Vintage PC Notes

These are some scattered notes about vintage PC configuration and maintenance, mostly related to a Dell OptiPlex GX1 (Pentium III CPU) that I adopted from work. Subject to change, no warranty, etc, etc.


Windows 98SE: Installation

To install Windows 98, you need both the installation CD, and a boot disk. The boot environment lets you partition and format the hard drive. After this, you can run SETUP.EXE on the CD-ROM drive from this environment to start the installation.

Amazingly, Microsoft still has an extensive TechNet article outlining the Win98 install steps online.

If you need a floppy disk drive to create the boot floppy, external USB 3.5″ drives are still available if you look for them.


Windows 98SE: Start in DOS Mode

See here:


IDE (Parallel ATA) Hard Drives

One ribbon cable supports two drives, and one drive needs to be designated the Master, and the other the Slave. I don’t think there’s any speed or priority difference between the two, it’s just a way to enumerate resources. Alternately, they can both be set to Cable Select mode, in which case the BIOS will figure out enumeration on its own, but both drives and the BIOS must support this setting.

The ribbon cable connector which is furthest away from the others is for the motherboard. It shouldn’t matter which of the two remaining connectors is used for the master or slave — the jumpers define which is which.

Master/Slave/Cable Select has to be configured by hand on each drive to match what the corresponding settings are in the motherboard BIOS. Unfortunately, the jumper settings vary by manufacturer and drive model. If there is not a clear diagram on the drive label indicating which pins are for which setting, look for any kind of jumper layout indicator on the drive stickers, such as “J50”. In this case, the J50 setting for Master is to stick the jumper on the two far-left pins.

Floppy disk drives

Floppies usually have their own ribbon / bus with fewer lines and a small twist on one end. The twisted end connects to the drive.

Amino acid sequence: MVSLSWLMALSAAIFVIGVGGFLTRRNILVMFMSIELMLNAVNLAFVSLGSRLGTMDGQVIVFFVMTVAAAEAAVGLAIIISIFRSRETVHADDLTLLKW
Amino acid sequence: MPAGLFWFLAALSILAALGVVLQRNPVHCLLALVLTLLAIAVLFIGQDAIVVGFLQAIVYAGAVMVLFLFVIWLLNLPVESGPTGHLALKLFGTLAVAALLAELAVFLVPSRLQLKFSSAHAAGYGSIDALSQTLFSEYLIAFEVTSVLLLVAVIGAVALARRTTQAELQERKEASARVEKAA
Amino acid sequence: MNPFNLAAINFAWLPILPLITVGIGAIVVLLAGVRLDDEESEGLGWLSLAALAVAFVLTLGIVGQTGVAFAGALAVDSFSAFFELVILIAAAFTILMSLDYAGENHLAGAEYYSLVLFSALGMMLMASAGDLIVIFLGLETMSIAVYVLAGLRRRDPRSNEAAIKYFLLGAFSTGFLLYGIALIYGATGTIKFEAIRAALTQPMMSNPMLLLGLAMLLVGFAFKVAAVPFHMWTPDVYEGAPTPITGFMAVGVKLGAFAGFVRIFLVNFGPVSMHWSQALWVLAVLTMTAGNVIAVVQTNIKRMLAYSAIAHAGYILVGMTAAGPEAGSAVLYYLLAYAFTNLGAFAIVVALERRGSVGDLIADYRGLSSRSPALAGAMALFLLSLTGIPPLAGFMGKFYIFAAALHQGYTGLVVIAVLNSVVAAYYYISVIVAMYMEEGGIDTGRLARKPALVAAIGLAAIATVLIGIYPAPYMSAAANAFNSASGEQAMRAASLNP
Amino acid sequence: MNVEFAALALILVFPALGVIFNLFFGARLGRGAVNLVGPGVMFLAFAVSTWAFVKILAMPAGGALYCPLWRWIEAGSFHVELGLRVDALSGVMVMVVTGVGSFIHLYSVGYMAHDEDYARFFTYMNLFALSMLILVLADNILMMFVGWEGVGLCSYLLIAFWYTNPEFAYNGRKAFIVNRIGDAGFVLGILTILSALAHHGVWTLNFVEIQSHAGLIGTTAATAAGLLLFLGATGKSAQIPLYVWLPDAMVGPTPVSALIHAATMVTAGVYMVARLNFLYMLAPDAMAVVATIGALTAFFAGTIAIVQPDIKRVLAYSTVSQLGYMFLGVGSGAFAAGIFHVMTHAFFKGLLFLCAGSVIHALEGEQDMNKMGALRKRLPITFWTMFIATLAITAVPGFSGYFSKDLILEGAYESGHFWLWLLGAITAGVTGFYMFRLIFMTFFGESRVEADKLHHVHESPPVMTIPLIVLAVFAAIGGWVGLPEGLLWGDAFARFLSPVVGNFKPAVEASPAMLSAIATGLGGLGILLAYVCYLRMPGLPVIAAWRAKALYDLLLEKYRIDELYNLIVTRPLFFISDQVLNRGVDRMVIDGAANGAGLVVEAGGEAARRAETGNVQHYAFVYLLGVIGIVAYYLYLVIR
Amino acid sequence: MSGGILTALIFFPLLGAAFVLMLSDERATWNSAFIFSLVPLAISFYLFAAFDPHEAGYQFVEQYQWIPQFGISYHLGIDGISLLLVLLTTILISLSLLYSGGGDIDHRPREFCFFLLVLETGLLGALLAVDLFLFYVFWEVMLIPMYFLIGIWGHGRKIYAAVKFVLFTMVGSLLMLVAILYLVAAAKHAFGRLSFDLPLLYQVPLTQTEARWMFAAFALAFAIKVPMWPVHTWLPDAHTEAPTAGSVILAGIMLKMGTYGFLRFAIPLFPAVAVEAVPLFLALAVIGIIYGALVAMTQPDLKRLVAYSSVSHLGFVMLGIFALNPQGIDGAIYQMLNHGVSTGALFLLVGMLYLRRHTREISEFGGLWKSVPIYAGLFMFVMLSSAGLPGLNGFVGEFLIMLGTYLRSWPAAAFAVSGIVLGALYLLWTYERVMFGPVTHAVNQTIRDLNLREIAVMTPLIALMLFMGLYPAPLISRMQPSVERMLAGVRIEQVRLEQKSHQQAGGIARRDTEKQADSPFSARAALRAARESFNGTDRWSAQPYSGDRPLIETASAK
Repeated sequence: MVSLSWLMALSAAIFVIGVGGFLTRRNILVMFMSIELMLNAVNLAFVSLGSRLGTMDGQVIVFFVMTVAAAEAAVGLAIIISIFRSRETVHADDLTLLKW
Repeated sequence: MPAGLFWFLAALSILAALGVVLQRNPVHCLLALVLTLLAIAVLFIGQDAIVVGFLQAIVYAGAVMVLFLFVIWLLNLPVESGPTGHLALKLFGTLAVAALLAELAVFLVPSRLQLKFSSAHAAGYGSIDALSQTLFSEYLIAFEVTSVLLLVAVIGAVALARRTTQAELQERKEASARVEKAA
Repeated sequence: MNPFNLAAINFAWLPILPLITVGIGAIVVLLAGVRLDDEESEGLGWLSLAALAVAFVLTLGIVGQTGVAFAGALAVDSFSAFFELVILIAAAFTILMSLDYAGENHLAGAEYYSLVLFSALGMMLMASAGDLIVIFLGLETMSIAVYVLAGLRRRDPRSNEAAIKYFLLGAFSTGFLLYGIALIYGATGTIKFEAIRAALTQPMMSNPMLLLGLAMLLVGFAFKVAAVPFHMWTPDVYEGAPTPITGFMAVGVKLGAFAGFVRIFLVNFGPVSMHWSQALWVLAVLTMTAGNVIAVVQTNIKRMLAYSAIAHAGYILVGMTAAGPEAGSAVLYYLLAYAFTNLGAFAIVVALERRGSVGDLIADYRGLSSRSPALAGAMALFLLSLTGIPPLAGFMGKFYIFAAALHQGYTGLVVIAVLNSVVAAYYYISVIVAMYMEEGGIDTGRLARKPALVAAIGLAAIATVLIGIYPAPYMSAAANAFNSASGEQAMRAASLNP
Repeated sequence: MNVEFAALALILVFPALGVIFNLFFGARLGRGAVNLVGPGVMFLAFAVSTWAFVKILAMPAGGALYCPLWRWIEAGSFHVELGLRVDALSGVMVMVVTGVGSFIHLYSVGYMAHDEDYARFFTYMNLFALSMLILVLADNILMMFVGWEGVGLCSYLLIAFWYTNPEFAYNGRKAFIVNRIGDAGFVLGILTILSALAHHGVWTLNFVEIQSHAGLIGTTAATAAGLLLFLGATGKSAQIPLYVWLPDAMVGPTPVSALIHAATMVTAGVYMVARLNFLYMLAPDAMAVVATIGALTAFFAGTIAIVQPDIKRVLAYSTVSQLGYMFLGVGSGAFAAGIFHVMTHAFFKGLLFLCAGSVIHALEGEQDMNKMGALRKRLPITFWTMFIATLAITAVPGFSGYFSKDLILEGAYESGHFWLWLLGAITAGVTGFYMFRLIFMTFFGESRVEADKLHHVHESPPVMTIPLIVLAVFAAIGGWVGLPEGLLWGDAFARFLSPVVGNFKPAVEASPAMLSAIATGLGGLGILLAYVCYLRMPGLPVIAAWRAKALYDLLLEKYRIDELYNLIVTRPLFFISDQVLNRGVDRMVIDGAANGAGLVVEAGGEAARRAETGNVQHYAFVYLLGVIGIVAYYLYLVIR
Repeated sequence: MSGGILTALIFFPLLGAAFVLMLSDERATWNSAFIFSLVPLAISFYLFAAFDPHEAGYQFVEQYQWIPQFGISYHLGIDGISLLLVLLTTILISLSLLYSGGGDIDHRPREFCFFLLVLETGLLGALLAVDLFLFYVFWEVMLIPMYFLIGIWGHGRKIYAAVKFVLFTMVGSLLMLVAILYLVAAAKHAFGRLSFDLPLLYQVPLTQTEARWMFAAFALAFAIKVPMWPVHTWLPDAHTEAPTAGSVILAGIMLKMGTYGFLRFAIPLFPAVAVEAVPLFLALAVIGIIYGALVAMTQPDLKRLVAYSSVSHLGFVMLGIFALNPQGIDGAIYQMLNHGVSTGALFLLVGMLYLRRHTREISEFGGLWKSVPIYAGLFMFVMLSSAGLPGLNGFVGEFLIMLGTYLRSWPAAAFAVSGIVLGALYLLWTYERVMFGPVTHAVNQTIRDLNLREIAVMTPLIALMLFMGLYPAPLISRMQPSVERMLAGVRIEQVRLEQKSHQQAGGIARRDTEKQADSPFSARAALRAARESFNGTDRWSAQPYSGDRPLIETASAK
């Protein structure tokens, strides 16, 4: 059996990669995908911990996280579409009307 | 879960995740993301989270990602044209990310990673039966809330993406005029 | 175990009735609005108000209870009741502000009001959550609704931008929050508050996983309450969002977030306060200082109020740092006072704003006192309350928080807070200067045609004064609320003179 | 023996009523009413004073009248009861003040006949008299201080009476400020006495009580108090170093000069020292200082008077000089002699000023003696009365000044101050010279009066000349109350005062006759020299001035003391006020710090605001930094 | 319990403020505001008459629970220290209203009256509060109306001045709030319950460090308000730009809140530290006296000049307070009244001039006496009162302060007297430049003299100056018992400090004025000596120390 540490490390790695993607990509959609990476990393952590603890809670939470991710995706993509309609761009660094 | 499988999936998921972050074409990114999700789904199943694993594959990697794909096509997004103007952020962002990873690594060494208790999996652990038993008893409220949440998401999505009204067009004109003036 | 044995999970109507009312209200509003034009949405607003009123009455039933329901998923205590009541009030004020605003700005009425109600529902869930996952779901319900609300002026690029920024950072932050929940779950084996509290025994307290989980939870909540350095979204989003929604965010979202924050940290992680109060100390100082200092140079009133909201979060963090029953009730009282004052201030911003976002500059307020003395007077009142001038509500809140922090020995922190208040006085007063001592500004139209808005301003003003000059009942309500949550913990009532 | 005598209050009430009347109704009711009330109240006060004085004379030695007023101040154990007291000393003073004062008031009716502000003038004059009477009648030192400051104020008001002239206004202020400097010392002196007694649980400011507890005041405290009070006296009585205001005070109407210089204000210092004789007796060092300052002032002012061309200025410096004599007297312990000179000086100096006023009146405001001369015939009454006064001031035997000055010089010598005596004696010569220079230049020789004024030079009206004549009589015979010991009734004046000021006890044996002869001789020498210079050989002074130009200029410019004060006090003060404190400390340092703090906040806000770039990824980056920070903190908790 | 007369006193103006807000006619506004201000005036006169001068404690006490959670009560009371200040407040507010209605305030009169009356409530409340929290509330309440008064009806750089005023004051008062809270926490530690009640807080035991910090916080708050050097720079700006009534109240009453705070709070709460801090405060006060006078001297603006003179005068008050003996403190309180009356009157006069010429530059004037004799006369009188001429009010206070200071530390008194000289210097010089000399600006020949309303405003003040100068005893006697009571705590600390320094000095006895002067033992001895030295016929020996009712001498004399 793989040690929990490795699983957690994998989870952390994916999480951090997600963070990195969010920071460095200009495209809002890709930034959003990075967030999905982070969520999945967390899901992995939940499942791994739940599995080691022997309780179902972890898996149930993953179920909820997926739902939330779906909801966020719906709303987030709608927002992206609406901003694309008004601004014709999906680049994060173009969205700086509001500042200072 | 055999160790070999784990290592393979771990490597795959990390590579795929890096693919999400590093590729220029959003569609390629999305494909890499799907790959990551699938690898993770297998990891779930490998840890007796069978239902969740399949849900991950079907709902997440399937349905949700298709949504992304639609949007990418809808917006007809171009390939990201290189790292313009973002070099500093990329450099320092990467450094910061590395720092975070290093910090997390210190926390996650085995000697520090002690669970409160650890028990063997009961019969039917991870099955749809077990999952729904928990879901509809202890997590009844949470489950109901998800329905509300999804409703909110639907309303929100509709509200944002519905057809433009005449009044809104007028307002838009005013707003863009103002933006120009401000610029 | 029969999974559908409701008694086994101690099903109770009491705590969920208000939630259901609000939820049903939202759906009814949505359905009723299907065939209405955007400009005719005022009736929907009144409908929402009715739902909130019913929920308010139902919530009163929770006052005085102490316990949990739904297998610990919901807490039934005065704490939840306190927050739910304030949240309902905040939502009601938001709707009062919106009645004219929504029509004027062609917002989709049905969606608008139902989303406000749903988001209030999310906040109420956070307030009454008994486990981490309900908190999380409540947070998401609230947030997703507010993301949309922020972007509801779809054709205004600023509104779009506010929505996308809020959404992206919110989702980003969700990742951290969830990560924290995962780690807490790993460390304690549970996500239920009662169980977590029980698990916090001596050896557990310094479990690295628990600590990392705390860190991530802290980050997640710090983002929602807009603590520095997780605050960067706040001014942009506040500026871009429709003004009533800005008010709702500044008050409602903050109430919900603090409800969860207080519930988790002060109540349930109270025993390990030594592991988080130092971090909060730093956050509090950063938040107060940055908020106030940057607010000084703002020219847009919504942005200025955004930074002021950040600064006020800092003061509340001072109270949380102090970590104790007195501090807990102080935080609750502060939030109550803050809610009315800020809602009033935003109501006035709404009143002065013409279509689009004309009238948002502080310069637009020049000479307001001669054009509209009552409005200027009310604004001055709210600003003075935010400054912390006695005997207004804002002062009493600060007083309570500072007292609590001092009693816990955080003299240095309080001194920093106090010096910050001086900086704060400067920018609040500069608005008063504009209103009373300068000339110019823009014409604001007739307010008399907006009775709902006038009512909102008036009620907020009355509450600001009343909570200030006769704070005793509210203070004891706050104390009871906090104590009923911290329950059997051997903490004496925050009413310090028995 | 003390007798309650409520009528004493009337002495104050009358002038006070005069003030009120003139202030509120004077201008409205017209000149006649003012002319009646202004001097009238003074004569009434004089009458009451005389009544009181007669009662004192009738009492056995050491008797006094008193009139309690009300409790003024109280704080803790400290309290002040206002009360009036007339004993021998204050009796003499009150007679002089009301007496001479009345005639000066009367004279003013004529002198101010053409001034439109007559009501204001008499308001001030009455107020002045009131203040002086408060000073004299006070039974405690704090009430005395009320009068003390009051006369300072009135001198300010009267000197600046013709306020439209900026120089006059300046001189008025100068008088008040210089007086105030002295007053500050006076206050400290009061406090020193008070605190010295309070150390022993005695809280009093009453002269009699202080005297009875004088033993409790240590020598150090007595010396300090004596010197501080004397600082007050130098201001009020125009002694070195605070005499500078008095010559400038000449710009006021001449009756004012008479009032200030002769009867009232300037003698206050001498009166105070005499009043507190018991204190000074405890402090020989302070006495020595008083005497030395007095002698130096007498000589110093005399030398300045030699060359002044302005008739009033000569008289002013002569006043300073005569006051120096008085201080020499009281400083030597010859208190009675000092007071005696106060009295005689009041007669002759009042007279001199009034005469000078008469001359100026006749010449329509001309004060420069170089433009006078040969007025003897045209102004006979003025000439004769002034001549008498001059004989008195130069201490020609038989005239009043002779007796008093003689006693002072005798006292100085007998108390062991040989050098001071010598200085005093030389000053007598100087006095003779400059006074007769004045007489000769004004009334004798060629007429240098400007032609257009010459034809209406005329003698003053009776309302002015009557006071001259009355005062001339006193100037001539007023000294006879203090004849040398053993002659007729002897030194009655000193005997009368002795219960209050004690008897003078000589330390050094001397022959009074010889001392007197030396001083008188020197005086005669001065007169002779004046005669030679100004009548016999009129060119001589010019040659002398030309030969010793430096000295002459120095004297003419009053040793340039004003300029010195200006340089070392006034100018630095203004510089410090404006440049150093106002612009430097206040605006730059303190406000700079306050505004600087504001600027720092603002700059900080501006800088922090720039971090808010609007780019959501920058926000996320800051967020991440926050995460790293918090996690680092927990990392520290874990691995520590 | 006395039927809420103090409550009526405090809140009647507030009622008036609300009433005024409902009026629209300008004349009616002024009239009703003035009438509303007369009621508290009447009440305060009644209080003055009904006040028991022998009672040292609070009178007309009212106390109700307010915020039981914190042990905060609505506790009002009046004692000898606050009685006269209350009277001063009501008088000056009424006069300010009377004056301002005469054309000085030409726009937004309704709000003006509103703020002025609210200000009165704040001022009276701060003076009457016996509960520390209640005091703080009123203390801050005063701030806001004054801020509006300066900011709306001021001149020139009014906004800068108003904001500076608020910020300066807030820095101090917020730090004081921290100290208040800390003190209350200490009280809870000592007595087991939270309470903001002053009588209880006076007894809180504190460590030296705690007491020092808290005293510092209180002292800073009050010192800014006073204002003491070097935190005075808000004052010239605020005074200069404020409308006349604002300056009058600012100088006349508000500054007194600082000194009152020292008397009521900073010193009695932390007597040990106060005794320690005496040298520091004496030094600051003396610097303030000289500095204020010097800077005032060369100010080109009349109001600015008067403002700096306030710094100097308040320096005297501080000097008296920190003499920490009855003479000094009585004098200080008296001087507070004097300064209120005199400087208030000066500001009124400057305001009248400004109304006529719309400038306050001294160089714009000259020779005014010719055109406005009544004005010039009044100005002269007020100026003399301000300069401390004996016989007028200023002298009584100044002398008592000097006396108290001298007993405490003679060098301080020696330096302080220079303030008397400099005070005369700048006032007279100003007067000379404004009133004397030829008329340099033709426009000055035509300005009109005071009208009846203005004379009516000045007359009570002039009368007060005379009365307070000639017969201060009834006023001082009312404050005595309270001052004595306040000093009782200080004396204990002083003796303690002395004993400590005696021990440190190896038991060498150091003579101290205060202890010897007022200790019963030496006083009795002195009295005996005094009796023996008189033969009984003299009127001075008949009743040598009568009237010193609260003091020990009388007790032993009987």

CD-ROM / DVD-ROM drives

CD/DVD readers have an additional audio passthrough port to the motherboard for passing CD Audio.


RAM DIMM / SODIMM Identification

See here:


Dell OptiPlex GX1 – Slowdown and Speedup keyboard shortcut

This PC has a nice “turbo key” style speed shortcut. Hit CTRL + ALT + \ or CTRL + ALT + # (varies by OptiPlex model) to toggle between a slow mode and normal operating speed.

This can be done at any time in DOS, and in Windows if you have a DOS Prompt in focus or full-screen (Real Mode). The slow mode is very slow, but it can remedy issues such as ISA Sound Blaster cards not playing audio correctly because the CPU is too fast.

Thanks to Vogons user retrofanatic for making me aware of this — the only other way to do it is to reboot and change a setting in the BIOS.


Dell OptiPlex GX1, Ubuntu Server 15: Blank display (no signal) after BIOS startup

My understanding is that old video hardware sometimes gets confused by the graphical video mode now used in the GRUB bootloader. You can try forcing GRUB to start in console mode instead.

To force console mode:

  • Use the Ubuntu installation disc to enter rescue mode. Choose the root partition and enter the terminal.
  • sudo vim /etc/default/grub
  • :colorscheme evening if you are having a hard time seeing the text.
  • Press insert to switch to Edit Mode.
  • Add nomodeset in the GRUB_CMDLINE_LINUX_DEFAULT= field.
  • Uncomment the GRUB_TERMINAL=console line.
  • Save your changes — press Esc to leave edit mode, then type :wq to save and quit.
  • Back at the terminal, update the GRUB bootloader information with sudo update-grub. After this is completed, type exit to return to the rescue prompts and reboot the system.

(Sources: Ubuntu Forums – “Thread: Out of frequency, Dell Optiplex GX 1”Ask Ubuntu – “How do I set ‘nomodeset’ after I’ve already installed Ubuntu?”)